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When we found out 4 weeks ago hubby was Type 2 I jumped online and started researching. One of my first finds was this forum and YouTube cooking and education videos. The biggest thing I get from everywhere is Low Carb. The first thing I do is get almost every carb out of the house and go shopping online for things I have never heard of ( flax seed,almond flour,coconut oil,xanthan gum,erythritol,stevia,ect.) I call my aunt who is a school nurse now and has to go to classes for D every year plus her hubby in an insulin dependent Type2 and tell her what my plan is to help my hubby. The first thing she says is " diabetics need carbs or they can go into a coma state" (what? so I am doing more harm than good) I told her some of the meals I made for him and she asked where are his carbs. I am so confused and trying so hard to get this under control :( What there is fat that is Healthy? What there are vegetables that have carbs? OMG more research...

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I think that it is a balancing act especially for someone using insulin. Moderation. My feeling is that everyone in North America could cut way back on their carbs to no ill effects. Notice, I said cut back; not remove.

Also, in the era of the internet, there is much "false" info as well as results from poorly done research which is seldom peer reviewed.

Stick with this bunch here, actual users. Follow their guidance.

Best wishes.
 
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do yourself a favor & get a carb list of foods you are to be eating.

I have the Atkins A New You. Loads of great info there. I follow this to a tee.
The Calorie King , fat & carb counter.

portion control. Is a must.
I only have 15cb for breakfast or less. the same with lunch. sometimes dinner too. never do I go over 60.

I have learned to NOT listen to others . Even my Dr & her team of reg. dietitians.

my eyes where opened when I found this forum.
 

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Discussion Starter · #4 ·
Thanks Caroline I will check out that book right now. I jumped in this right away changing his diet from the very first day but not seeing the results I thought I would. His sugar reading is a lil better but I want normal range ASAP. He still is not doing the exercise thing and it would probably help if he would. I jumped on the exercise bike right before bed in hopes he would follow suit...didn't work that way though :( I will keep buggin him til he gets tired of me and starts the exercise lol We have been married 22 years he should know by now I always win :)~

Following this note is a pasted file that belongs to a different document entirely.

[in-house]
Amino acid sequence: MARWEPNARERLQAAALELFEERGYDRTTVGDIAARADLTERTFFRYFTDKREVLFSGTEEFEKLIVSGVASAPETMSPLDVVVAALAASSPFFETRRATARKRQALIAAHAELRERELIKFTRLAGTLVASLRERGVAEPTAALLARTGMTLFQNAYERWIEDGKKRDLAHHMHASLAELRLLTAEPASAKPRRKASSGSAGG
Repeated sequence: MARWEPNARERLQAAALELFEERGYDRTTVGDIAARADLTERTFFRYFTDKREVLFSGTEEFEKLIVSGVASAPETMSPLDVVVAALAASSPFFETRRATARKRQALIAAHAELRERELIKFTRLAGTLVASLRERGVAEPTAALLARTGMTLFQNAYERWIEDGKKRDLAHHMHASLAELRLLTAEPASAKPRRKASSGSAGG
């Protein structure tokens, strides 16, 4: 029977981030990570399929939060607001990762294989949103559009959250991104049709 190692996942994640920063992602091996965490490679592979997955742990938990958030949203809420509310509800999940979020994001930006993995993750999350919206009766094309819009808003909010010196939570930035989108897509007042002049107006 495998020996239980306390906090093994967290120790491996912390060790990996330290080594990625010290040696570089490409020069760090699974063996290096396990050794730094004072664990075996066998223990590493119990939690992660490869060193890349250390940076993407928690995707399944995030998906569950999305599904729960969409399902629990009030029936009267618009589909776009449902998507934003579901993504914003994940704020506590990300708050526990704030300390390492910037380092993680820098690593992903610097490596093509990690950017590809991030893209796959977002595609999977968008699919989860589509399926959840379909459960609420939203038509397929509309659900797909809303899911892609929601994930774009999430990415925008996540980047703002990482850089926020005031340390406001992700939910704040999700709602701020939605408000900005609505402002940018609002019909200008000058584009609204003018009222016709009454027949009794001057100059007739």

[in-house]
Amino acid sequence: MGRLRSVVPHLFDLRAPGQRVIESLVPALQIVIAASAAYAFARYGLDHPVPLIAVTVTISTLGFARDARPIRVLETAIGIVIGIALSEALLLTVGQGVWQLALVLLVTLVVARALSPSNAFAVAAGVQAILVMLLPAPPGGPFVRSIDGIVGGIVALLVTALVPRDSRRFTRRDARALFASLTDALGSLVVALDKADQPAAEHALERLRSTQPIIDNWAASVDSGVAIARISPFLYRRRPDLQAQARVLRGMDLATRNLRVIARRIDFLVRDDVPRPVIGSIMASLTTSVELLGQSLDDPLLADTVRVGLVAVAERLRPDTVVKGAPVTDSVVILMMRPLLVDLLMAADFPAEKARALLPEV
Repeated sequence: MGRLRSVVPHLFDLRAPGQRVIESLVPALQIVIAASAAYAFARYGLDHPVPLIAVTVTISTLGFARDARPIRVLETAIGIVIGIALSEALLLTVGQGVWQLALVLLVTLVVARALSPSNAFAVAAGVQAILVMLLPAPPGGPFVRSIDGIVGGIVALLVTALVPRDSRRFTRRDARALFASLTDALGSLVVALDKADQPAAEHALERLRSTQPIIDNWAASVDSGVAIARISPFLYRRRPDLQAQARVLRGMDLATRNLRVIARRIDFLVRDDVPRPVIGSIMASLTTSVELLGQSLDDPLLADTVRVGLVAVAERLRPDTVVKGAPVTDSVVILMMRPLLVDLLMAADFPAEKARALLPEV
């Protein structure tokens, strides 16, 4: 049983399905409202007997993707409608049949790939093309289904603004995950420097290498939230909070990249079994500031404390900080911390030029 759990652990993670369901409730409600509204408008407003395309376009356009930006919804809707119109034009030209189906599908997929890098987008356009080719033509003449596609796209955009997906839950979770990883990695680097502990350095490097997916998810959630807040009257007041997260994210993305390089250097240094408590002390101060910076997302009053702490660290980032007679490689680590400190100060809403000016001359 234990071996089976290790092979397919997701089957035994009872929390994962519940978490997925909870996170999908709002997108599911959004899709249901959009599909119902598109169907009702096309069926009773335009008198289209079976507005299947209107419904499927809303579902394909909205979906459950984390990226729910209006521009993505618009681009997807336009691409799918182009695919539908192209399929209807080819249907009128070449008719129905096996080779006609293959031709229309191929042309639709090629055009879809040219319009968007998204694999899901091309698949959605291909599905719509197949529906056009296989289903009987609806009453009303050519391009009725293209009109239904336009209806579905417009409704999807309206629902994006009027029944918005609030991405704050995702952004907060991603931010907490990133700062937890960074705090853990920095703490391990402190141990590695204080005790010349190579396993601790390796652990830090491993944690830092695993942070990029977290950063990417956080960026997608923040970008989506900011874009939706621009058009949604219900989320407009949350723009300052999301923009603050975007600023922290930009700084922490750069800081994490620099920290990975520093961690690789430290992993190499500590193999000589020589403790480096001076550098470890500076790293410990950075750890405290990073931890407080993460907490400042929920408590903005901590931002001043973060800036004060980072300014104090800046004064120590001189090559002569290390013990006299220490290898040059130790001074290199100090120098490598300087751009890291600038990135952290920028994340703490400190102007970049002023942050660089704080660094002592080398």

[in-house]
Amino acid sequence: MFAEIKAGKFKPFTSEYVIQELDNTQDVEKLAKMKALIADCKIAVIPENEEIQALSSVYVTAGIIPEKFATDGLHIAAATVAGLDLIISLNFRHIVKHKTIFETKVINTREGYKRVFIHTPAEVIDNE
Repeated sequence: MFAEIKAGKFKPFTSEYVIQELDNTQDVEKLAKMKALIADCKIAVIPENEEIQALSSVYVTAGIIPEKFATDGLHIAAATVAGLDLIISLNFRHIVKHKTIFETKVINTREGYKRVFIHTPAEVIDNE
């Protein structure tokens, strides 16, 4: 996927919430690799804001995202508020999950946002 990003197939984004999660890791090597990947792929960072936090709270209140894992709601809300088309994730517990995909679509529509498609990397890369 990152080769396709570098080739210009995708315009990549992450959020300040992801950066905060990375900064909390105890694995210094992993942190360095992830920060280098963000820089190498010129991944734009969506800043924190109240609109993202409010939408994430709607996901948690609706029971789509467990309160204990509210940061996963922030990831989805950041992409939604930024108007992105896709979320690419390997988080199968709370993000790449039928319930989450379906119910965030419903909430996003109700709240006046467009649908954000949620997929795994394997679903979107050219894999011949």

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Many of us have discovered a Low Carb Way of Eating and it is fantastic. I had dieted on and off for years but always tended to gain the weight back. I also ate a higher carb, low fat, vegetarian diet for years before diabetes. When I was dx'd my dietician told me we need carbs and prescribed 60 carbs per meal plust 2 snacks of 30-45 carbs. That was way too many carbs for me and never brought my bgs much under 160-180. I discovered a book by Dr Bernstein, a long time Type 1 Dr. Bernstein's Diabetes Solution. A Complete Guide to Achieving Normal Blood Sugars. Official Web Site In the book he really gives you a medical history lesson about Diabetes and what it does to your body. He reversed a lot of his complication by using a very low carb diet. He even has menus and recipes in his book. That was my first introduction to Low carb. I think where the misinformation about low carb comes from is if you are on insulin and you don't lower the amount of insulin you are taking at meals to the amount of carbs you are eating. If you take too much insulin and eat too few carbs then there is a possiblility of going low. Most Type 2's have a safe guard system that puts out the hormone Glucagon if we are falling too low. It then signals liver to convert stored glycogen into glucose raising our bgs. The dangers with diabetics is going too low or going too high. If you eat low carb and keep your bgs in a relatively normal range, you should be OK. In my 5 years of Diabetes I have found the foods that spike me and given them up. They are grains, especially wheat flour, oatmeal, fruit, sugar, pasta, rice and potatoes. Pretty much every else I can eat. I have a fantastic diet of bacon and eggs or sausage, tons of salads and veggies, all sorts of meats and cheeses. I have discovered a new way of baking which is gluten and sugar free. I incorperate almond flour, coconut flour, flaxseed, pecan meal and real butter or coconut oil and make cookies, muffins, cakes even pizza. It is a little strange at first but you get used to it. When you start seeing bgs in the 80's after eating several Gluten Free Christmas cookies you will want to eat this way forever.